CARVER v. The STATE.
Jimmy Carver appeals from his conviction of possessing cocaine. He challenges the sufficiency of the evidence supporting the conviction and the trial court's admission of evidence of a similar transaction. Because the challenges are without merit, we affirm Carver's conviction.
1. On appeal from a criminal conviction, we review the evidence in the light most favorable to the verdict and no longer presume that the appellant is innocent; moreover, we only determine the sufficiency of the evidence, and do not weigh the evidence or determine witness credibility.1 In reviewing the sufficiency of the evidence, we decide whether a rational trier of fact could have found beyond a reasonable doubt that the appellant is guilty of the crime charged.2
In the instant case, the evidence shows that police officers executed a search warrant at the home of Carver and his wife, Rita Carver. When the officers entered the house, they found Carver and a woman named Regina Henderson near the kitchen, and Rita Carver was in the living room. The officers immediately secured the Carvers. But Henderson ran into the Carvers' master bedroom, where an officer apprehended her.
The officers then searched the house. In the Carvers' master bedroom, on top of a dresser, they found a spoon with white powder residue on it, along with a jewelry box containing 1.4 grams of cocaine and syringes. Also in the bedroom, the officers discovered a purse containing syringes and vials filled with liquid, digital scales, a skull-shaped pipe, a box of unopened syringes, a gun, two switchblade knives, and a container of a substance commonly mixed with cocaine to lessen its purity.
The state also introduced evidence of Carver's prior drug conviction. That similar transaction evidence showed that about four years earlier, police officers executed a search warrant at the Carvers' house. In the house, the officers found the Carvers and a third person. The officers searched the Carvers' master bedroom, where they discovered methamphetamine, marijuana, scales, vials containing methamphetamine residue, a spoon, hypodermic needles, and several guns. The similar transaction evidence also included Carver's statement to police that he had been selling methamphetamine for about a year.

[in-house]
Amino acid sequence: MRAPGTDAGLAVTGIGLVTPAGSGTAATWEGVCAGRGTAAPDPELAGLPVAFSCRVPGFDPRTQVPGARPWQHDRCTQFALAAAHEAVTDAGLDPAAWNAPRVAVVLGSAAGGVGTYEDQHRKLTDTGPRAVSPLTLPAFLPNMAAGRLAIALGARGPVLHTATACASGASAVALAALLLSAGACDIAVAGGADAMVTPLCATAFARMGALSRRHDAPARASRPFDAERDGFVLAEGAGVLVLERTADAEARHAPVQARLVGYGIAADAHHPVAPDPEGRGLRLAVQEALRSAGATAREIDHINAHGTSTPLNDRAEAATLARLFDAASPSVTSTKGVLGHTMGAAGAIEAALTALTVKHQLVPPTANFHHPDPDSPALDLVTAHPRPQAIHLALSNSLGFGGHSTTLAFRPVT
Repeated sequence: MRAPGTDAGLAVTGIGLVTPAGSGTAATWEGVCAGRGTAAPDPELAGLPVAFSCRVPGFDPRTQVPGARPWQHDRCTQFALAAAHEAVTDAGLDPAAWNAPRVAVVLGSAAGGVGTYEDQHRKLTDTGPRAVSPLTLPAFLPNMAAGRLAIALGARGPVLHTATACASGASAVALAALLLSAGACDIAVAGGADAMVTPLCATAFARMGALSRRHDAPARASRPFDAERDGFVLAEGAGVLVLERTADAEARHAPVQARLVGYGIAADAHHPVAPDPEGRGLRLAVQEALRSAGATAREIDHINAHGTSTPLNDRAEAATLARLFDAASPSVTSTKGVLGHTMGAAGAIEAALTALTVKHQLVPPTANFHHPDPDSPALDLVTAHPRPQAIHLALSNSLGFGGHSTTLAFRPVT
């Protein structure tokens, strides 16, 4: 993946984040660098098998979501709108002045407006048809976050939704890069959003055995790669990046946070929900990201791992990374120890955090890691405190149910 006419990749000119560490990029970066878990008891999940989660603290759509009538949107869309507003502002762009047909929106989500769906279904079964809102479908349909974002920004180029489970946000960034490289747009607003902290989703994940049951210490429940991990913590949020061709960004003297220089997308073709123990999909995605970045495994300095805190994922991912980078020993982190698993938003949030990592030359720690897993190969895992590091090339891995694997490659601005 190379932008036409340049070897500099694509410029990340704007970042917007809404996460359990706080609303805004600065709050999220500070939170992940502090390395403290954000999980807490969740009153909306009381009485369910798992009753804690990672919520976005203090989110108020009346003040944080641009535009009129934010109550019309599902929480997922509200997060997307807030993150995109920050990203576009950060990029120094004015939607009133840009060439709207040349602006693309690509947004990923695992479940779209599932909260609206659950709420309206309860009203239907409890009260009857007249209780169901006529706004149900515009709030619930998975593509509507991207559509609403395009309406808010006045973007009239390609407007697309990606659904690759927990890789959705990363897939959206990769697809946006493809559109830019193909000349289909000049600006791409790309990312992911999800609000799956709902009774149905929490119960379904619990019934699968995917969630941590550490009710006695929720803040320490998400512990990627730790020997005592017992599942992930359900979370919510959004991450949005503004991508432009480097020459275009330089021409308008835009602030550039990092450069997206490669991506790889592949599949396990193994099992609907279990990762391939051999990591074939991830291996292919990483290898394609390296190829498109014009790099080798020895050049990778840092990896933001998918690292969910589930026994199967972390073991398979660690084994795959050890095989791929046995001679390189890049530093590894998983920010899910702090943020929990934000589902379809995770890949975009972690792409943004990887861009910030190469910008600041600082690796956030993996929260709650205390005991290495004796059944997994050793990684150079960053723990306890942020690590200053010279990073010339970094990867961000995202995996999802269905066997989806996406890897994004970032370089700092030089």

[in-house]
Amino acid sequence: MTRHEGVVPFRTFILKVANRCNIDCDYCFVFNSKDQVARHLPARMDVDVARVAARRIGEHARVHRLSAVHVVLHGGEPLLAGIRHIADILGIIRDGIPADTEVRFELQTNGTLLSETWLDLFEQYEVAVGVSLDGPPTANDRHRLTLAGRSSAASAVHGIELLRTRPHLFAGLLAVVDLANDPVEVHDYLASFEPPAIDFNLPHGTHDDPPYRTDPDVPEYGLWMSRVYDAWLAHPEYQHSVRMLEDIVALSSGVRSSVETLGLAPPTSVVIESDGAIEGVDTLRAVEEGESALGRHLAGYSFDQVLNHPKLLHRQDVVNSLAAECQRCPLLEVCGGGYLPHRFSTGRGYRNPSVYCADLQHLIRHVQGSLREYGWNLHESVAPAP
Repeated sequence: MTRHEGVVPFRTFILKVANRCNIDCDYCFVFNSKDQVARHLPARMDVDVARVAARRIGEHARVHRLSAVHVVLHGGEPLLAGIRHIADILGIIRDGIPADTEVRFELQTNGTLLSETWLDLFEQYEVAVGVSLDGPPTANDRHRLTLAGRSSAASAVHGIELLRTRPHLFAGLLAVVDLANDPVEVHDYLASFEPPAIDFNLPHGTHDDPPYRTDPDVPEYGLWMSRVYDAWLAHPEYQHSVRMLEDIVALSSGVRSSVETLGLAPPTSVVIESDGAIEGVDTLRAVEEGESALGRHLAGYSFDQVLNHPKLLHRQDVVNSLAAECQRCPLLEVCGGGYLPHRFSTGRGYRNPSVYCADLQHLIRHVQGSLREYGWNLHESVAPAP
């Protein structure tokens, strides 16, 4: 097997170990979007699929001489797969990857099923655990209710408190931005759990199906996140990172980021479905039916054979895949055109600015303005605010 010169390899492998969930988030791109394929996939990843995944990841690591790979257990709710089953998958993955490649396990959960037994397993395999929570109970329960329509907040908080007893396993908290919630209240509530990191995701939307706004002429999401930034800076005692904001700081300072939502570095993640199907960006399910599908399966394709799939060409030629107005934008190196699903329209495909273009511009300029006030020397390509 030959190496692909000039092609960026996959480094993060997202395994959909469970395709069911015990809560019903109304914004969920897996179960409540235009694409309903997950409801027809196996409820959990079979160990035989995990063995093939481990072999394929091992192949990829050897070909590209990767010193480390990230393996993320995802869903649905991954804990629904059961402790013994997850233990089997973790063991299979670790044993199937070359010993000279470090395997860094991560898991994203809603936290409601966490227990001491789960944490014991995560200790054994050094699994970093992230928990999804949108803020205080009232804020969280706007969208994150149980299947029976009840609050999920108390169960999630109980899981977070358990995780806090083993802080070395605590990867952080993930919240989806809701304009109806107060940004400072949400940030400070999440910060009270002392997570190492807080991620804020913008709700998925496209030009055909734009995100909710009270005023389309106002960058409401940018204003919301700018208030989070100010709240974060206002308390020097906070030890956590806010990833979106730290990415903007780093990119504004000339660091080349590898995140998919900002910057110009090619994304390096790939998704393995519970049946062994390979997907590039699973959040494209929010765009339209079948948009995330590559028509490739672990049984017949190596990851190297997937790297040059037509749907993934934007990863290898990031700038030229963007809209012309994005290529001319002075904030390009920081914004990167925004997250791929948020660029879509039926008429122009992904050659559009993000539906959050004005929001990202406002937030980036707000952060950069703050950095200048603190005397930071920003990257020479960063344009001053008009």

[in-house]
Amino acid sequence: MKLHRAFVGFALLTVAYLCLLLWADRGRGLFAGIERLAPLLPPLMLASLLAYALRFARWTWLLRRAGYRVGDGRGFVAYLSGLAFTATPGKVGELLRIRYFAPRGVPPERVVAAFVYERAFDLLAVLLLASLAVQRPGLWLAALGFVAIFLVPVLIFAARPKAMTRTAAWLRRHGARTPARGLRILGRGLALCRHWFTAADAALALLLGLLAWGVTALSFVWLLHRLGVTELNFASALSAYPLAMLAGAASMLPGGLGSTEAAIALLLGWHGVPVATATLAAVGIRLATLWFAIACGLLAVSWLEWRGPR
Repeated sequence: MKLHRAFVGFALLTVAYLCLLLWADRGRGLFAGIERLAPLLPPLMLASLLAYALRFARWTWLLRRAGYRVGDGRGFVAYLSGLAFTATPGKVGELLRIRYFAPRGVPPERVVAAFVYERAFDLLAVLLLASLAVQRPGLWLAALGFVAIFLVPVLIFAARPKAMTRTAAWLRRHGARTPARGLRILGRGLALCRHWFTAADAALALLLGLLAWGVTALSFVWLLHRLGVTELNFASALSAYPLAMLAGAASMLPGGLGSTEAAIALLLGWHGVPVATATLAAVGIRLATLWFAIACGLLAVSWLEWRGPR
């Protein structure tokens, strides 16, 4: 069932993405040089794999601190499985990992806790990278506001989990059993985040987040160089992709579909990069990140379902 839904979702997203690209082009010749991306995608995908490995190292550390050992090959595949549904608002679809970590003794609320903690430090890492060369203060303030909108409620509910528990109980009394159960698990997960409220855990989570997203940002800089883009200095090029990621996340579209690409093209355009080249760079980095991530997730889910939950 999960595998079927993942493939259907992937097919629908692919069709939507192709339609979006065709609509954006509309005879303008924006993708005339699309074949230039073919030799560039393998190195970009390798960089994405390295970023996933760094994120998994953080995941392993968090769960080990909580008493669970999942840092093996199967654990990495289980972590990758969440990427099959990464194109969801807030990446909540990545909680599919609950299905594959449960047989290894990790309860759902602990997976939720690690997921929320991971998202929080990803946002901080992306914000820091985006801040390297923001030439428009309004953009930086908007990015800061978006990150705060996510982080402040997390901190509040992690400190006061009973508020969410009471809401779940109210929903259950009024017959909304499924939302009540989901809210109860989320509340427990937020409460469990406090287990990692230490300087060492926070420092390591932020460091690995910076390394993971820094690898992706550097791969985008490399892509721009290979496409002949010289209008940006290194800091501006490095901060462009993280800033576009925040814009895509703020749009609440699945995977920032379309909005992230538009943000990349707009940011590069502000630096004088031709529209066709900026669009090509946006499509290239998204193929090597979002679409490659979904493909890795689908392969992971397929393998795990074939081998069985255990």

Having reviewed the evidence in the light most favorable to the verdict, we find that a rational trier of fact could have found Carver guilty beyond a reasonable doubt of possessing the cocaine found in his and his wife's bedroom.3 The similar transaction evidence was sufficient to negate Carver's claim of equal access.4 Because the jury's verdict is supported by sufficient evidence, Carver's conviction is affirmed.
2. Carver claims that the court erred in admitting the similar transaction evidence because its prejudice outweighed its probative value. Contrary to this claim, the circumstances surrounding the prior and current drug offenses are so similar that the trial court did not abuse its discretion in admitting evidence of the prior crime to show identity, intent, motive, modus operandi, plan, scheme, and course of conduct.5 The court properly found that the probative value was not outweighed by the prejudice of such evidence.6
1. Robinson v. State, 231 Ga.App. 368, 371(5), 498 S.E.2d 579 (1998).
2. Jackson v. Virginia, 443 U.S. 307, 99 S.Ct. 2781, 61 L.Ed.2d 560 (1979); Robinson, supra.
3. See Carlisle v. State, 242 Ga.App. 253, 254-255(1), 529 S.E.2d 385 (2000).
4. See White v. State, 225 Ga.App. 74, 76(3), 483 S.E.2d 329 (1997).
5. See Smith v. State, 232 Ga.App. 290, 291-297(1), 501 S.E.2d 523 (1998).
JOHNSON, Presiding Judge.
RUFFIN and ELLINGTON, JJ., concur.